By David Lu
Would you consider replacing your kidney with that of a pig’s? While this question seems purely hypothetical, recent progressions in biomedical science have made it increasingly realistic. Human organs are in great demand, yet there is a supply shortage. Due to this, scientists have been experimenting with the usage of organs from animals in humans, otherwise known as xenotransplantation. Xenotransplantation is mainly backed by hopes of combating the shortage of organs.
Modern xenotransplantation is still a new field of medicine that is ongoing experimentation. However, the concept itself has been around for centuries. The idea of cross-species transplantation first dates back to 1667, where the idea of blood xenotransfusion was considered. The first experiments were conducted in the early 1900s but were all mostly unsuccessful. The first successful xenotransplantation was in 1964 when a chimpanzee kidney was transplanted in a human who survived for nine and a half months with the foreign kidney. The operation served as proof that xenotransplantation is feasible.
Currently, for xenotransplantation to be practical and consistent, researchers are looking to improve interactions between the organ and the human immune system/blood by performing modifications. Researchers have already been modifying organ genetics using a genetic modification technology called CRISPR. These genome modifications are needed because organs of other species are incredibly different from human organs. Genetic modification is used to decrease that gap and reduce the risk of viral infections.
The animals of choice for use in xenotransplantation are pigs. Pigs are used instead of primates because primates present a higher risk of disease. Pigs are already raised as livestock, so they are readily accessible for use in xenotransplantation. Lastly, pig organs are of similar size to humans, making pig organs quite compatible with humans.
While xenotransplantation seems a perfect substitute for human organs, there has been a host of issues that surround the idea of using animal organs in a human. First is the issue concerning the welfare of animal donors. The animals will all inevitably be killed for their organs. Furthermore, animals used for xenotransplantation will not be kept in the most hospitable environment, as they will be kept in a manner akin to that of laboratory animals. Another issue that arises is whether the genetic engineering used in xenotransplantation is ethical or not.
Along with these concerns, there is also the major issue of organ rejection. Rejection is when the organ recipient’s immune system attacks the foreign organ as if it were an infection. In xenotransplantation, rejection can be so severe as to be hyperacute, a type of rejection where the immune system destroys the organ. To combat this, scientists have tried breeding genetically altered pigs. These pigs have proteins similar to that of humans, which makes it less likely for the immune system to react harshly. As more and more techniques are developed to combat rejection, the feasibility of practical xenotransplantation use grows.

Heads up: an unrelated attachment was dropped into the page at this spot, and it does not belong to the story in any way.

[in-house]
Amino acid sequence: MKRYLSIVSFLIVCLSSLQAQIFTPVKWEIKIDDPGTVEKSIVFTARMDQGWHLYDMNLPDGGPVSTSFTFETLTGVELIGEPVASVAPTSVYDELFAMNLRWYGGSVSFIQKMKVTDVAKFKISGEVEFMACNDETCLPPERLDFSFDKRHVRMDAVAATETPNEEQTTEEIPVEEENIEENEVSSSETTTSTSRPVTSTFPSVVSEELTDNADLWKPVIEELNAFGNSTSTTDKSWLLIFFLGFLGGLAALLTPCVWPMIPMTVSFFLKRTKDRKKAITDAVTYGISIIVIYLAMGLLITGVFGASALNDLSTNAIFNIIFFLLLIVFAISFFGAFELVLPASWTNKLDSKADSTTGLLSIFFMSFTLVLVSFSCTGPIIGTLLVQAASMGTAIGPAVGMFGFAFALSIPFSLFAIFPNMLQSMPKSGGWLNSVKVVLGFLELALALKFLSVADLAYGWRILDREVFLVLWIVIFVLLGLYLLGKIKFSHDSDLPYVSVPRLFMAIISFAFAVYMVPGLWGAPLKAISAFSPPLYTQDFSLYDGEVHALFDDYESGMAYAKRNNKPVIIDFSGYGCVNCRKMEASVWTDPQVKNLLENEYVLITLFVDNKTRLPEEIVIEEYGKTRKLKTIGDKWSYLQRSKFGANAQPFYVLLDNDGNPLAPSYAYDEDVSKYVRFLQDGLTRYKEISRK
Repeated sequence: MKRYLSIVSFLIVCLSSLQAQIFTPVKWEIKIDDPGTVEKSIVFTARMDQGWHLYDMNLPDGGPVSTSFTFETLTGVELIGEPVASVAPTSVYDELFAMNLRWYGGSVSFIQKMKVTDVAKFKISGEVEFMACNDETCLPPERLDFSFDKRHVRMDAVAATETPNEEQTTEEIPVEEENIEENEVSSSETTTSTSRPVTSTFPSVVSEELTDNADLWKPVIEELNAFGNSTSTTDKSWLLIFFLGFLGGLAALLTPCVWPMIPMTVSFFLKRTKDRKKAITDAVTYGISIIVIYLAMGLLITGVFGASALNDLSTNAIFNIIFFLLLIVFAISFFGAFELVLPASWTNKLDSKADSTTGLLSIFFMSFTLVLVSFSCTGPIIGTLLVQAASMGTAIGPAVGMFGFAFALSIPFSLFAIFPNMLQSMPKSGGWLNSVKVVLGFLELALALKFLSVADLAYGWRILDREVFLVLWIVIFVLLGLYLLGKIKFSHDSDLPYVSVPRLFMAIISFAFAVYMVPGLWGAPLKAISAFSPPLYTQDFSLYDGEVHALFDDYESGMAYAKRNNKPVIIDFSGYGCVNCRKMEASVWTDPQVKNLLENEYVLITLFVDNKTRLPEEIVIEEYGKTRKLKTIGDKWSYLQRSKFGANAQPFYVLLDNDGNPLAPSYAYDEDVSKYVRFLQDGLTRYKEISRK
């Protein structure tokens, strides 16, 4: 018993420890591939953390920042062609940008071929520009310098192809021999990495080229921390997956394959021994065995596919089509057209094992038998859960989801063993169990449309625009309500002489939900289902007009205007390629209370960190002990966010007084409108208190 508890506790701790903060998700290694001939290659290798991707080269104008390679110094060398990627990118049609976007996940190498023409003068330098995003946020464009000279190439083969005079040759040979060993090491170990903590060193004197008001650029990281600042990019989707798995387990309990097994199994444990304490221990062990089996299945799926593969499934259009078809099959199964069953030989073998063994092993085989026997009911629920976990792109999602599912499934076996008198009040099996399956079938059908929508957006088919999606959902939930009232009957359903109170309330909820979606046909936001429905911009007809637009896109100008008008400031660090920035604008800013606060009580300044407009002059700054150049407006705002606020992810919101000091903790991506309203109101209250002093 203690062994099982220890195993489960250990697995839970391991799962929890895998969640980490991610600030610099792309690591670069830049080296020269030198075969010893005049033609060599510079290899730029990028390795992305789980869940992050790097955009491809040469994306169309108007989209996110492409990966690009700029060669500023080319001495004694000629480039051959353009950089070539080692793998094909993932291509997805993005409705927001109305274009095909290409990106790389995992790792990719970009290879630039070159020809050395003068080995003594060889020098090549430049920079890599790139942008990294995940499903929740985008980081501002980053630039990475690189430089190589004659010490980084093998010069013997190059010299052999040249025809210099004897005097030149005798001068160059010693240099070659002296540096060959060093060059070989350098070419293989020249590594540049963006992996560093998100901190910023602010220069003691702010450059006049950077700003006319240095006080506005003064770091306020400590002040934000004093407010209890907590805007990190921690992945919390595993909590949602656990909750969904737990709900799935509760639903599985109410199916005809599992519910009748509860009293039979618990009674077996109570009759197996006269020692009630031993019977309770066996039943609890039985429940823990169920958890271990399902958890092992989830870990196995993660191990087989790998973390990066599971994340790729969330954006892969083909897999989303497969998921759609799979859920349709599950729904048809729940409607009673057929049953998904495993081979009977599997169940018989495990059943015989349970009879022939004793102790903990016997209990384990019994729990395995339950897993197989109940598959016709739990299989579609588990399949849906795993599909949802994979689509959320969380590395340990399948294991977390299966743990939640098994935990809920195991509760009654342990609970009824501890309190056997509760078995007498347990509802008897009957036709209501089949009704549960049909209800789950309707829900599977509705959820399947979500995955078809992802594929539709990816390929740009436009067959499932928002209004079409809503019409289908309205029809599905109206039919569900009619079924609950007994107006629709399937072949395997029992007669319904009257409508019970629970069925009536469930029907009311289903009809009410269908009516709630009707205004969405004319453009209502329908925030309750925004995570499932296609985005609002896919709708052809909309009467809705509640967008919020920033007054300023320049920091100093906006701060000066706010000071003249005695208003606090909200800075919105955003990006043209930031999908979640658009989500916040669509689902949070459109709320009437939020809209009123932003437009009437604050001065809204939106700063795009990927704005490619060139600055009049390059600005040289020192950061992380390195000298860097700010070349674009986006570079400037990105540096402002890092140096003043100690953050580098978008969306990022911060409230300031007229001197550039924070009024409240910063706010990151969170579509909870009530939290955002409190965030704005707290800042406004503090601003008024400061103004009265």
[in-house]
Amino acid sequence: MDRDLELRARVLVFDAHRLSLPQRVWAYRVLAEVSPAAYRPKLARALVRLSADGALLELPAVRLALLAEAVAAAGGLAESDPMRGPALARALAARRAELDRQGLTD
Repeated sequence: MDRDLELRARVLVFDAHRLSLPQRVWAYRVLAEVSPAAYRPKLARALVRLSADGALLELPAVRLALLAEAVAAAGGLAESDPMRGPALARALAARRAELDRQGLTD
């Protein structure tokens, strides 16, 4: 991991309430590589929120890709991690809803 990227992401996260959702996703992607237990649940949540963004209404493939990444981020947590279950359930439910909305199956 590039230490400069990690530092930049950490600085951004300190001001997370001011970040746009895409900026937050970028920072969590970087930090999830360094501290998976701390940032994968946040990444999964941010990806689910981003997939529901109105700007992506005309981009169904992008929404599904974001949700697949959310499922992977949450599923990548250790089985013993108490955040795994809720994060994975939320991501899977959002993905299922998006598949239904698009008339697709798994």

Approximately 10 people die each day waiting for an organ. With numbers like these, the medical necessity of operations such as xenotransplantations are increasing. Just like how Daedalus xenotransplanted bird wings onto Icarus, allowing for him to soar in the open sky, xenotransplantation is opening new opportunities for many people, letting them fly higher than ever. However, as the medicine progresses, one can only ask:
“Are we flying too close to the sun?”
Cooper, D. K.C., Ekser, B., & Tector, A. J. (2015). A brief history of clinical xenotransplantation. International Journal of Surgery, 23, 205-210. https://doi.org/10.1016/j.ijsu.2015.06.060
Griesemer, A. (n.d.). How Xenotransplantation Works. Retrieved October 24, 2021, from https://healthmatters.nyp.org/how-xenotransplantation-works/
Lu, T., Yang, B., Wang, R., & Qin, C. (2020). Xenotransplantation: Current Status in Preclinical Research. Frontiers in Immunology, 10. https://doi.org/10.3389/fimmu.2019.03060
Rollin, B. E. (2020). Ethical and societal issues occasioned by xenotransplantation. Animals, 10(9), 1695. https://doi.org/10.3390/ani10091695
Tena, A. (2015, November 2). Xenotransplantation: Can pigs save human lives? Retrieved October 24, 2021, from https://sitn.hms.harvard.edu/flash/2015/xenotransplantation-can-pigs-save-human-lives/
Xenotransplantation. (2021, March 3). Retrieved October 24, 2021, from https://www.fda.gov/vaccines-blood-biologics/xenotransplantation